Full service airlines, and especially premium class travel, is on the decline not just in India but also across the world. With around 80 per cent of the Indian domestic air travel market now cornered by low-cost carriers, premium travel, globally in full service airlines, is facing tough times.
According to the latest report from the International Air Transport Association, "the size of international premium passenger market has been shrinking for three successive months as business confidence deteriorated... premium travel has not yet recovered to the numbers seen before the recession.
The market is 5 per cent lower than it was in early 2008. If premium travel had continued to grow at pre-recession rates of 5 per cent then the market would have been over 20 per cent larger than it was in May this year.... The proportion of premium seat sales in total international air travel fell further in May to just over 8 per cent."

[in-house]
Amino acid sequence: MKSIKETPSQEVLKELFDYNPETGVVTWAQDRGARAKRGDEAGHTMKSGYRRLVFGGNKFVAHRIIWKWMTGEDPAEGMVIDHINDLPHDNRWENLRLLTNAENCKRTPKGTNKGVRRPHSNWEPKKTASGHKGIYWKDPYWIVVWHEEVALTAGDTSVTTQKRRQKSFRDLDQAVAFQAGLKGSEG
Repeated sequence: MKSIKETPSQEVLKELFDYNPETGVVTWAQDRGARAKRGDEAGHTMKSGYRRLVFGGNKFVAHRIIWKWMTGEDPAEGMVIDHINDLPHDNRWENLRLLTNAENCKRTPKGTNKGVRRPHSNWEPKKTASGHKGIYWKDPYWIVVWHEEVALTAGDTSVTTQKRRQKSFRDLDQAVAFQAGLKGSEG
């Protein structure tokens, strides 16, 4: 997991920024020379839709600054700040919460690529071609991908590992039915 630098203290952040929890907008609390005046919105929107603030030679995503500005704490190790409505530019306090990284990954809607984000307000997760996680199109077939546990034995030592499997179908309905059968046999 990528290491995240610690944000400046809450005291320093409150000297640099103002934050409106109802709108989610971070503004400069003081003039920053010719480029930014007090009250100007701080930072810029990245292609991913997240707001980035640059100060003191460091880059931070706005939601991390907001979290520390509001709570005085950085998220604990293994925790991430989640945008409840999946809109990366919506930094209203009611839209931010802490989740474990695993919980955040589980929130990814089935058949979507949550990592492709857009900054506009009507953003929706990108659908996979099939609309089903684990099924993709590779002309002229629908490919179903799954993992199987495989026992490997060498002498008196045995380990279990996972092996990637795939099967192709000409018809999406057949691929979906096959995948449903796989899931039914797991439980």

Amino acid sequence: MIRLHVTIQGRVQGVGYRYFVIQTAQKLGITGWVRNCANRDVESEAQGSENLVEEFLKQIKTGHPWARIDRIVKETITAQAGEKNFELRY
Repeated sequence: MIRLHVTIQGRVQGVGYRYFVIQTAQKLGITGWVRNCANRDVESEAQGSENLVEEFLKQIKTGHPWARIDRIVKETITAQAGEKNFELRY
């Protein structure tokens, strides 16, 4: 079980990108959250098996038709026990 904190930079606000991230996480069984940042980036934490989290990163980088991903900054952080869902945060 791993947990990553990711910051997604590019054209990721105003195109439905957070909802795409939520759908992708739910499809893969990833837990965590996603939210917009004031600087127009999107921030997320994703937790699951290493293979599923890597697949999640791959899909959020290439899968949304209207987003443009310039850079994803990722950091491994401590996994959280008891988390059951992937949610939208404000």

The revenue share of premium travel was down to 27 per cent and as against May last year, premium passenger numbers were up only 1.7 per cent, versus a 5.8 per cent year-on-year comparison in April.
While total international travel was still on the rise, that growth was starting to be sustained by economy rather than premium seat sales, with the number of passengers travelling on economy seats 5.4 per cent higher than in May last year and considerably stronger than premium travel.
"There may be a shift to cheaper seats by business travelers, or rather their corporate buyers. However, the main reason for this deterioration in seat mix is the weakness of European markets. The weakest markets in May and recent months were within Europe and the North Atlantic, between them representing 40 per cent of the international premium market by passenger numbers and 34 per cent by share of revenues," IATA says.